Ladislas Joseph von Meduna was born to a well-to-do family in Budapest, Hungary, in 1896. He studied medicine in Budapest from 1914 to 1921, his studies being interrupted by military service in the Italian front from 1915 to 1918, during the First World War.
He was interested in pursuing medical research in neurology, and soon got an appointment to the Hungarian Interacademic Institute for Brain Research, also in Budapest. There, he researched the structure and development of the pineal gland and of microglia, the neuropathology of lead poisoning, avitaminosis and several other subjects. In 1927 he moved to the Psychiatric Institute and began clinical and research work in psychopathology.
Meduna's interest in treating schizophrenia with somatic therapies began with his work on the apparent antagonism between this disease and epilepsy. He found that 16,5% of epileptic patients who developed psychotic symptoms had a remission of epilepsy. The reverse association also seemed true: of more than 6,000 patients with schizophrenia, only 20 had had epilepsy. There were anedoctal reports of cures of schizophrenia in patients who developed epileptic seizures.
Meduna had then the idea that seizures could be used to treat schizophrenia. He tried several pharmacological agents to safely induce convulsions, such as the alcaloids strychnine, thebaine, coramin, caffeine and brucin. Finally, he discovered that camphor dissolved in oil was effective in animals as well as in humans. In order to experiment treatment in real patients without putting his career at risk, however, Meduna had to use another psychiatric hospital, at Lipotmezö, outside Budapest. On January 23, 1934, he tried the injection of camphor oil in a severe 33-year-old catatonic patient. After just 5 treatments, catatonia and psychotic symptoms were abolished. Increasing his casuistics to 26 patients, Meduna achieved recovery in 10 of them and improvement in 3 more (in other words, a 50% positive results).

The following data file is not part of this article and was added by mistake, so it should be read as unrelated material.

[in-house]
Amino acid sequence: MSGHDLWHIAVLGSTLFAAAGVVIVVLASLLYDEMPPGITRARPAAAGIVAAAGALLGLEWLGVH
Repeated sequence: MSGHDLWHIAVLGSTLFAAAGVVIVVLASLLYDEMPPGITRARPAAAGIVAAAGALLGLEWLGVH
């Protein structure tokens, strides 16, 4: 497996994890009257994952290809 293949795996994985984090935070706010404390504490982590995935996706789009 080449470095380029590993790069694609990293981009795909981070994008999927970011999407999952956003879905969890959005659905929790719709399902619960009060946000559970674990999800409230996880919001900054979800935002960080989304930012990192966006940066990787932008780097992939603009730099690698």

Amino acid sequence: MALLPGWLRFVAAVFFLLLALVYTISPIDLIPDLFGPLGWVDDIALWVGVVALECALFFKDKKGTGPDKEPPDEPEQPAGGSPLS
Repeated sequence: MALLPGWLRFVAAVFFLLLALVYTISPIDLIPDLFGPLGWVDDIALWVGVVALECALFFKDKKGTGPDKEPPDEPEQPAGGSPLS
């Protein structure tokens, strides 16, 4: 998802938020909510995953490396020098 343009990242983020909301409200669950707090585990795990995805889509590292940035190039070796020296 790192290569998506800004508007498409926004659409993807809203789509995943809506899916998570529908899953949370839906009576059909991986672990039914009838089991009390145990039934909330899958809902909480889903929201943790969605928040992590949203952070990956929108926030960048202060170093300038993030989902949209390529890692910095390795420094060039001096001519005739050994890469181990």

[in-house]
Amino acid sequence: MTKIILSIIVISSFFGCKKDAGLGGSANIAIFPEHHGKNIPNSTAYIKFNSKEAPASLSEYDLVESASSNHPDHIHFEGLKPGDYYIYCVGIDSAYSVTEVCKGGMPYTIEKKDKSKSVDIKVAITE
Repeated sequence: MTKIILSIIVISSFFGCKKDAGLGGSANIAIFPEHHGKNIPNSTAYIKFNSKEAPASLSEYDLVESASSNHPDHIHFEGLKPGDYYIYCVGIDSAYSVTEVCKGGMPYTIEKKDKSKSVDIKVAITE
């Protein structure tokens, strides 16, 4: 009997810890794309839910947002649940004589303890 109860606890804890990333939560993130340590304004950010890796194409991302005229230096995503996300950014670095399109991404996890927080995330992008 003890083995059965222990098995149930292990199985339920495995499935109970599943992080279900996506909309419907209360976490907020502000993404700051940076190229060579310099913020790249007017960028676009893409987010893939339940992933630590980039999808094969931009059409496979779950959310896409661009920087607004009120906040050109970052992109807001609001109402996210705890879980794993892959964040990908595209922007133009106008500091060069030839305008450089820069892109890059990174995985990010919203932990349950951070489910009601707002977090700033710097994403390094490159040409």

Soon, Meduna discovered pentylenetetrazol, or metrazol (brand name Cardiazol), a powerful convulsant agent, as being more effective and quick-acting than camphor, and started using it in intramuscular and intravenous injections.
He published his results in 1935 and his results quickly provoked a commotion in psychiatry around the world, because schizophrenia was then considered a hereditary and incurable condition. In 1939, he published in German a monograph titled Die Konvulsionstherapie der Schizophrenie, describing his results with 110 patients. He reported an astounding 95% remission rate in acute schizophrenic patients, and of 80% in patients with less than one year duration of the disease. Longer durations of disease had increasingly smaller effectiveness of metrazol therapy. His results were reproduced in many other centers around the world and this form of therapy became commonplace, despite its harsh collateral effects. Meduna's work influenced the discovery of a more stable, less detrimental and more effective form of convulsive therapy, by means of electroshock, which was discovered by Italian researchers Ugo Cerletti and Lucio Bini, in Rome. Metrazol convulsive therapy was afterwards abandoned.
Meduna also developed carbon dioxide therapy. The patient had to breathe a mixture of 30% carbon dioxide and 70% oxygen until becoming unconscious, the treatment being repeated several times weekly. Although it was effective in relieving compulsive-obsessive disorders, iIt was not so effective as convulsive therapy, and it was abandoned.
With the increase of anti-semitism and the rise to power of National Socialism, Meduna emigrated to the USA in the following year (1938), to become Professor of Neurology at Loyola University, in Chicago. One of his last contributions to psychiatry was the study of confusional and dream-like states in psychoses (oneirophrenia). After the war, he moved his research to the Illinois Psychiatric Institute, where he worked until his death in 1964.
From: The History of Shock Therapy in Psychiatry
By: Renato M.E. Sabbatini, PhD
Source: Brain & Mind Magazine, December 1997/March 1998